Measuring the Incidence of Inflicted Childhood Neurotrauma (Shaken Baby Syndrome)
Addressing the topic: Measuring the Incidence of Inflicted Childhood Neurotrauma (Shaken Baby Syndrome) was the purpose of a two-day meeting held in at the Harborview Injury Prevention Center in Seattle, Washington in October of 2006. The concept for the meeting was designed by Ronald G. Barr, MDCM, FRCPC and the scientific planning committee including Desmond Runyan, MD, PhD, Robert Reece, MD, Fred Rivara, MD, John Leventhal, MD and Ronald G. Barr, MDCM, FRCPC.
The meeting was organized and sponsored by the National Center on Shaken Baby Syndrome (NCSBS). Findings from this meeting were published in the American Journal of Preventive Medicine. A discussion of the findings can be found on the Science Daily website by clicking here.
The NCSBS received a grant from, and acknowledges the generosity of, the Doris Duke Charitable Foundation who funded this symposium. The aim was to bring together respected expert professionals to address the challenges of instantiating valid and reliable Shaken Baby Syndrome/Abusive Head Trauma surveillance systems in the United States and other countries.
The planning committee would like to sincerely thank Dr. Fred Rivara for hosting the meeting at the Harborview Injury Prevention Center in Seattle, Washington. Special thanks to Dr. James Mercy and Dr. Rodney Hammond from the Centers of Disease Control and Prevention for supporting the meeting and sponsoring this supplement. The Planning Committee would especially like to acknowledge and thank Dr. Ronald Barr, UBC for his leadership and project oversight and for the opening chapter (with Dr. Desmond Runyan) that leads off this supplement.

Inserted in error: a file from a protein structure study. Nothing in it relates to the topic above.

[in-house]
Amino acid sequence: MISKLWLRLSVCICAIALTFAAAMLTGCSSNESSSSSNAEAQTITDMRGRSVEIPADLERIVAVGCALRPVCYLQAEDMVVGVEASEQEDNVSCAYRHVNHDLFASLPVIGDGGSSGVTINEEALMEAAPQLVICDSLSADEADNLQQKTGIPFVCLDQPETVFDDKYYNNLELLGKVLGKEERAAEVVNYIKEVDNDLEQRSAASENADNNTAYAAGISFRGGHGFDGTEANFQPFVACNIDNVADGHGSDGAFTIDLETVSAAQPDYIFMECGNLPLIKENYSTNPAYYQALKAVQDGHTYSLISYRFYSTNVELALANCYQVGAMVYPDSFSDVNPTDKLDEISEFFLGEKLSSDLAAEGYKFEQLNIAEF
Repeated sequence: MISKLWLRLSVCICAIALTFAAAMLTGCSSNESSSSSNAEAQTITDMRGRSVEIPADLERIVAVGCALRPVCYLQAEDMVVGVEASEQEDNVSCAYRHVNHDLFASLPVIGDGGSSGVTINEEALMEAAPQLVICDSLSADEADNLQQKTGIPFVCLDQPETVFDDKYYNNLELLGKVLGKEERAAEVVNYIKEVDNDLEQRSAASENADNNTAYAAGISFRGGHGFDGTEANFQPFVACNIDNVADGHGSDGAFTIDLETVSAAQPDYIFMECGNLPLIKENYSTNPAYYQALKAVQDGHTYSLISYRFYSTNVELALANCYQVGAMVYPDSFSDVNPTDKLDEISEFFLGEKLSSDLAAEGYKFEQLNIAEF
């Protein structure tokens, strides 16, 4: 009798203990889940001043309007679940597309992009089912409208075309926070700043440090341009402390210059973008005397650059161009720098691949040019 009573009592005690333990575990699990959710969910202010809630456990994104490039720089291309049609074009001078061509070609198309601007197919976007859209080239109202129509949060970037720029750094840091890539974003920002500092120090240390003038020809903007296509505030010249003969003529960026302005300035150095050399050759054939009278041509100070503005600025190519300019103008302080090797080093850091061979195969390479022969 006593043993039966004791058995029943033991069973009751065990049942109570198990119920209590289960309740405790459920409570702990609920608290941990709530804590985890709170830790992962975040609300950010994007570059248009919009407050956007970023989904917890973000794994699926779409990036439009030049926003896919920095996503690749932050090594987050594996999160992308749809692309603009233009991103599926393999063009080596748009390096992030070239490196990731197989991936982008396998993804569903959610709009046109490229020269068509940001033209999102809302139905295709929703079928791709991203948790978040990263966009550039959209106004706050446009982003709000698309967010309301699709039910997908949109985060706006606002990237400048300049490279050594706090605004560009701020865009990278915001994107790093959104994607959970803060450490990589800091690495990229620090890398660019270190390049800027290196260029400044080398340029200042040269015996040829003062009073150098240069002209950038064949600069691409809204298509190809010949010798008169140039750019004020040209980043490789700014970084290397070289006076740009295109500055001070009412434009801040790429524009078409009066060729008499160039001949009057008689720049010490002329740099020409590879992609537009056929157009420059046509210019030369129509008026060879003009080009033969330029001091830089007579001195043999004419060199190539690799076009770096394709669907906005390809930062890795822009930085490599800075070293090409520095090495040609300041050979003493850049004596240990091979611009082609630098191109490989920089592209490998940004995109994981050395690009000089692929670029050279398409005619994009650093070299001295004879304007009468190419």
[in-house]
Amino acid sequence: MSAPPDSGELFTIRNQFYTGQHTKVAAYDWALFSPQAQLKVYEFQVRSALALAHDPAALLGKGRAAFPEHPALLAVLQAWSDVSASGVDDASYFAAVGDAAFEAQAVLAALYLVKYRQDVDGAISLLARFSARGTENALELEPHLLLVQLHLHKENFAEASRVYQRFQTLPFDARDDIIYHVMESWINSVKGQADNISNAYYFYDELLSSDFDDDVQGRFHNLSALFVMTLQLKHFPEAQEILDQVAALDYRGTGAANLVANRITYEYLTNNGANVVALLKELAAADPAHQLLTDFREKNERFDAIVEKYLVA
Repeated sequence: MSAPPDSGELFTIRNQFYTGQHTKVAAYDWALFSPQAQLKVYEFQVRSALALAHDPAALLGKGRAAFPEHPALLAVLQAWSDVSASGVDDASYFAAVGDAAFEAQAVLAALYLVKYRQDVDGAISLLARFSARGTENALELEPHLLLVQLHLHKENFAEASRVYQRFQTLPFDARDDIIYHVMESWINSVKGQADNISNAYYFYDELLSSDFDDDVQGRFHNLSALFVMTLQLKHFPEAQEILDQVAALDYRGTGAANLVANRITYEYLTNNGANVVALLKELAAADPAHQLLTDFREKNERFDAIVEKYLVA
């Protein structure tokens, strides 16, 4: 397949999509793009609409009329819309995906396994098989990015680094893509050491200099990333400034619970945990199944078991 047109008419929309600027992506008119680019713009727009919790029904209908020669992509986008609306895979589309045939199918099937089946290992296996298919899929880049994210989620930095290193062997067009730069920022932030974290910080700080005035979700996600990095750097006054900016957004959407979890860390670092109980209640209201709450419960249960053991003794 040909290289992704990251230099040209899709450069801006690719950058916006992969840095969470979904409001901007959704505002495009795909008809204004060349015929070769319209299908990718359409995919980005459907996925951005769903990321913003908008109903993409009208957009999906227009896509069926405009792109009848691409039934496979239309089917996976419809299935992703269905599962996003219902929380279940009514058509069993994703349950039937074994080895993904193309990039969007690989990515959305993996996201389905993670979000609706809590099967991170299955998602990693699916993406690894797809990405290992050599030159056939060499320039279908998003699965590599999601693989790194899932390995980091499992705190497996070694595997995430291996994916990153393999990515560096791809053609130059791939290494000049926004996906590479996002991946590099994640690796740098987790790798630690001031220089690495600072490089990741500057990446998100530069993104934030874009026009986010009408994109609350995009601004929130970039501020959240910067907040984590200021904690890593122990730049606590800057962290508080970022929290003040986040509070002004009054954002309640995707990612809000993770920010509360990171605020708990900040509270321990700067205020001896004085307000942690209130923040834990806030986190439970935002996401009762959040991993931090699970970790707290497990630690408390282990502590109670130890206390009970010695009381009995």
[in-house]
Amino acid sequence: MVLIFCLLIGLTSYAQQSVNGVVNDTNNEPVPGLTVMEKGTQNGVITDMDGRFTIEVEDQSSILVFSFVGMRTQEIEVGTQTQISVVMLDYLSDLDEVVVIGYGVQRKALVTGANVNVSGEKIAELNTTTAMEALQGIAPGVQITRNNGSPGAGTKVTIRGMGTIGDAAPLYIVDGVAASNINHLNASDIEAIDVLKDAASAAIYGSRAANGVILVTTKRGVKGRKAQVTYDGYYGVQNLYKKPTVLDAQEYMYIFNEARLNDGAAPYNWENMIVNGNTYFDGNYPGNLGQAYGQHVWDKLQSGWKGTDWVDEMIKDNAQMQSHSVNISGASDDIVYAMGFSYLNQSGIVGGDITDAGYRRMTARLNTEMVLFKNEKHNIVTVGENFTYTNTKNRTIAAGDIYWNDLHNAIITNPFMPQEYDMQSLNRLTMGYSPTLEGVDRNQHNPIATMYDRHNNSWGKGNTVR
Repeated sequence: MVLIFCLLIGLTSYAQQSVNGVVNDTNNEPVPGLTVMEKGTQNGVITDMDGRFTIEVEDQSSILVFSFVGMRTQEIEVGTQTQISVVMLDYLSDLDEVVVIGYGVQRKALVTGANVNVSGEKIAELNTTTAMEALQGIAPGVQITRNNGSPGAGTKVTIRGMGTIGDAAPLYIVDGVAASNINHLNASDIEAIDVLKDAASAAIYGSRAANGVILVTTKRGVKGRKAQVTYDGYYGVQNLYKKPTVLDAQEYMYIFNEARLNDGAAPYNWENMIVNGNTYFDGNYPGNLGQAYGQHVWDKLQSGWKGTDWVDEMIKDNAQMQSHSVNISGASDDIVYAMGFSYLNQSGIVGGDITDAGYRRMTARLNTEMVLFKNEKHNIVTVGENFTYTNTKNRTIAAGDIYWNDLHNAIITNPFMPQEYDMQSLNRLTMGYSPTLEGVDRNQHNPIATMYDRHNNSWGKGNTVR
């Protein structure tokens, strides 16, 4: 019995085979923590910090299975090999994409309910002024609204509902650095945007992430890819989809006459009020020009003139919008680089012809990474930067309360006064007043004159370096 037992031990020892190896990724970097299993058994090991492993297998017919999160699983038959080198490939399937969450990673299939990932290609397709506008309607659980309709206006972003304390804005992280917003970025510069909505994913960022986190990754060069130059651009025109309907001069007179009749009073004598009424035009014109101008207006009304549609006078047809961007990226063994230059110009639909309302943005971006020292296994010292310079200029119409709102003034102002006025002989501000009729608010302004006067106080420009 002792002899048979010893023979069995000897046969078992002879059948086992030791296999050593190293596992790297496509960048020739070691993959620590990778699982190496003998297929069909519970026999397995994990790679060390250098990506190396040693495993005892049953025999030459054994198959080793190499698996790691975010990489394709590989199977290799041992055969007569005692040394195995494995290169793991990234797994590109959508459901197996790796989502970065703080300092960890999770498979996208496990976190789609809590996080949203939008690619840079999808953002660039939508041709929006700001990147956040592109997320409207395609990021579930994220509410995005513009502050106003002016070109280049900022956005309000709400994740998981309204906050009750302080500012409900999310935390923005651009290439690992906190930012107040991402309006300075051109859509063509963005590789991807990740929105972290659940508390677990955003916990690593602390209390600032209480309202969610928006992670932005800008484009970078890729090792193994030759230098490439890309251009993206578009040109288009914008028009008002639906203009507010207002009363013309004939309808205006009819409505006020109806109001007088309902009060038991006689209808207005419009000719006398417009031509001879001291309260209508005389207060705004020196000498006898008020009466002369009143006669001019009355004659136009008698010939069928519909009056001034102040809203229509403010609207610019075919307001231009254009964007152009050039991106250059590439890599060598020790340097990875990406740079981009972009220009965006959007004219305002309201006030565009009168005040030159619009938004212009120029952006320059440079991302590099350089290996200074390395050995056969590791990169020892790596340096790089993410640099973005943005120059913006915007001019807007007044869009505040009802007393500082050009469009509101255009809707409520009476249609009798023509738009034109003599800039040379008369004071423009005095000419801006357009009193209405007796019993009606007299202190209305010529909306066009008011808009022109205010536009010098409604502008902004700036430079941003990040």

The sponsors would also like to thank the 23 participants who were world experts in their fields and included epidemiologists, pediatricians, public health specialists, child abuse and injury prevention specialists, pathologists, radiologists and neurosurgeons with scientific and/or clinical expertise. Additionally,
representatives from relevant branches of the Centers for Disease Control and relevant advocacy and research staff from the Department of Defense also contributed to the definition and measurement of the incidence of inflicted childhood neurotrauma (SBS). Their shared wisdom, experience, dialogues, ideas, and written articles and reports made it an outstanding, valuable and meaningful event.
Founder and Executive Director
National Center on Shaken Baby Syndrome